Beacon detection for BLE 4.0 Blue tooth background mode



Britain’s Gatwick Airport now has 2,000 beacons for indoor navigation

Sophisticated indoor environments such as air-ports and department shops is usually a nightmare to find your way around. Although Google is eyeing cell phones with 3D detectors as one probable fix for places GPS won’t accurately reach, another approach is to kit out an interior with loads of Bluetooth beacons – giving handset users located-locked pings to fix onto to find out where they are.

The UK’s second busiest airport, Gatwick airport, has decided on the latter solution to power an indoor navigation system it’s launching as a section of a larger, multi-year transformation program.

It’s finally finished providing its two terminals with around 2,000 battery-powered beacons to make sure digital map users will get a more accurate blue dot as they wander around. The beacon system will likewise be employed to power an augmented reality wayfinding tool – in order that mobile users will be able to be guided to particular locations in the terminals thru on-screen arrows. The beacon system is planned as backing up positioning with +/-3m precision.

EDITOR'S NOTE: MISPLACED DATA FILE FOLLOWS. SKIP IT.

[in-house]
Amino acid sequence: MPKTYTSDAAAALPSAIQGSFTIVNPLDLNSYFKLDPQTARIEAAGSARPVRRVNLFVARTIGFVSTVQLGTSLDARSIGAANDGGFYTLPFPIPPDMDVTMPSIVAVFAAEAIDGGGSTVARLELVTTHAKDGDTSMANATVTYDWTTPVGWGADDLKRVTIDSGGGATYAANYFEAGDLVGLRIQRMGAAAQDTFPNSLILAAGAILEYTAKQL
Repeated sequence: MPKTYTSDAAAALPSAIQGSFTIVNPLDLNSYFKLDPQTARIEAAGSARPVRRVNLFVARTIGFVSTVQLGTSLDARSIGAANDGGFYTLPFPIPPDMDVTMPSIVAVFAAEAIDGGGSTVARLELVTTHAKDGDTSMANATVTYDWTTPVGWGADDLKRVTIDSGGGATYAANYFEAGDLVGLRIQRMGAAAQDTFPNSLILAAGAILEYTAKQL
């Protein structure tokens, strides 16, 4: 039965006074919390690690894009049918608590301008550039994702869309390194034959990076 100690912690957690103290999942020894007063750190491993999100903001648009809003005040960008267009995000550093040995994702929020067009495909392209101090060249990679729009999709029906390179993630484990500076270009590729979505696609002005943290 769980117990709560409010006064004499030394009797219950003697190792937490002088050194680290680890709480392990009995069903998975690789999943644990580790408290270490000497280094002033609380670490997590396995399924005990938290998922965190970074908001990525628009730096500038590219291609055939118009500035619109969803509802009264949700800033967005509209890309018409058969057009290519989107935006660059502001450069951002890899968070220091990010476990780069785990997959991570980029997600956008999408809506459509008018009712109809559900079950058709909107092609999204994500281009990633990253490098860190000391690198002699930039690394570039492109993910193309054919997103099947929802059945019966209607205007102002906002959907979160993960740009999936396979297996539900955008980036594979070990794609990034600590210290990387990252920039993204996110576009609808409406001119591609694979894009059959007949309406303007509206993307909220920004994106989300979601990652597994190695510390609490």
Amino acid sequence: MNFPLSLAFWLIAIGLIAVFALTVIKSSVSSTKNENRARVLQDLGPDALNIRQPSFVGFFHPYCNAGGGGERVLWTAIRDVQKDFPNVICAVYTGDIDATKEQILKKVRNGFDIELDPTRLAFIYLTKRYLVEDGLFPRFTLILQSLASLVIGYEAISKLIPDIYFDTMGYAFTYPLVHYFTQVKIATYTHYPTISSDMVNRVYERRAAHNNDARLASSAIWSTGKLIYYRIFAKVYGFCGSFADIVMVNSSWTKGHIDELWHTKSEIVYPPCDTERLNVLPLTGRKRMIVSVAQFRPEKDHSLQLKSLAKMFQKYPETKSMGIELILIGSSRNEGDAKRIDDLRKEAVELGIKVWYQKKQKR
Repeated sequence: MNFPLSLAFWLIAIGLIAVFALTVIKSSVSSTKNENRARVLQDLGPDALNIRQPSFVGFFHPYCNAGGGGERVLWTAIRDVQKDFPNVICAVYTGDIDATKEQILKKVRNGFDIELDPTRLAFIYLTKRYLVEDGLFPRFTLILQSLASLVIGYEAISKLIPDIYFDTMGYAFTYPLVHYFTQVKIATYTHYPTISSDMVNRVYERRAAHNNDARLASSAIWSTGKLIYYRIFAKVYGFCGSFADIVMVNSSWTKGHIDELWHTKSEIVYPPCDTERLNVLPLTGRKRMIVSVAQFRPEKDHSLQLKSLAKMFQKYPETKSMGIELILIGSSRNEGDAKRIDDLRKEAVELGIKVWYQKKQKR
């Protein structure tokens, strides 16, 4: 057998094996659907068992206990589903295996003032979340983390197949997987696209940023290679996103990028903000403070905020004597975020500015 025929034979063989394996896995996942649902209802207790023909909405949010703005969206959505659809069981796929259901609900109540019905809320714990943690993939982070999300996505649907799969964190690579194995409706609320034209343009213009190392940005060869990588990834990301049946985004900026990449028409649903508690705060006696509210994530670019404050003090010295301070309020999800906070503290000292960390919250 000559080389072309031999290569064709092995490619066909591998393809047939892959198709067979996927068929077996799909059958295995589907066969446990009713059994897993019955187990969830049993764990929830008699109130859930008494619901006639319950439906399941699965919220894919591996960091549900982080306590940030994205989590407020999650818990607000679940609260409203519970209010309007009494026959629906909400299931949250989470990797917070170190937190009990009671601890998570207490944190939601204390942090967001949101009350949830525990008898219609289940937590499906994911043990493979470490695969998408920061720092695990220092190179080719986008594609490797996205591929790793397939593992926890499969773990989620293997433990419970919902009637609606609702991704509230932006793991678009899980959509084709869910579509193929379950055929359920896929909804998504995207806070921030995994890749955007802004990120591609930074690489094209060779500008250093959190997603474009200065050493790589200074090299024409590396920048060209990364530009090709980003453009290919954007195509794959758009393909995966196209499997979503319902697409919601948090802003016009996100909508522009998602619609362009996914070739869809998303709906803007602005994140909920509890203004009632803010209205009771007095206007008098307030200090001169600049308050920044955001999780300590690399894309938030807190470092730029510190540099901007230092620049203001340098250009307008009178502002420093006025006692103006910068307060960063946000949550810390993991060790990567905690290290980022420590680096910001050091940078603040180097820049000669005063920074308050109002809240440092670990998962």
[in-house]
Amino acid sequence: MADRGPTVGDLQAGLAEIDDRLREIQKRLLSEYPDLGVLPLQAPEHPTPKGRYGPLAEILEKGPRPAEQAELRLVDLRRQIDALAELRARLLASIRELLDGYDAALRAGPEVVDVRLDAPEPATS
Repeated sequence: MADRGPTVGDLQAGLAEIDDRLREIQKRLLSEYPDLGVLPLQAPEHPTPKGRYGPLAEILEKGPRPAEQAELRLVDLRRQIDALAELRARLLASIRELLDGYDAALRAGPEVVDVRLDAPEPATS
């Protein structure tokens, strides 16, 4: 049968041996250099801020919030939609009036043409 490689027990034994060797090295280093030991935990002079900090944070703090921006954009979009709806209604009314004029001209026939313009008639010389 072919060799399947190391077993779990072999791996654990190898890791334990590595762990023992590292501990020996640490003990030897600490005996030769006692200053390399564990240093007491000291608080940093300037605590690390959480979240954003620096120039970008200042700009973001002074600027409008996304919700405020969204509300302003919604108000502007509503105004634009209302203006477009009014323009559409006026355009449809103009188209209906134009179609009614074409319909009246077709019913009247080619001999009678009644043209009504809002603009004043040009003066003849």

Gatwick is aiming to integrate indoor positioning into some of its mobile apps, and says it’s in discussions with airlines to tap into it for their own mobile apps and services – giving demonstration of them being able to send push notifications to advise individuals if they’re running late, or even consider if they should wait or offload luggage so a plane can take off promptly.

Stores and other third parties will likewise be able to utilize the system for proximity detection of potential buyers and push marketing messages – at least to those who’ve opted in to receive them.

Gatwick says it certainly won’t be accumulating any personal information with the beacons but says “generic information on ‘people densities’ in different beacon zones” will be used to help improve airport operations – just like queue measurement, streamlining passenger flows and lessening congestion.

The airport has worked with UK start-up Pointr on the system. Along with developing software and managing the system on an ongoing basis, Pointr offers an SDK with support for 3D AR wayfinding to allow third parties to tap into the functionality.

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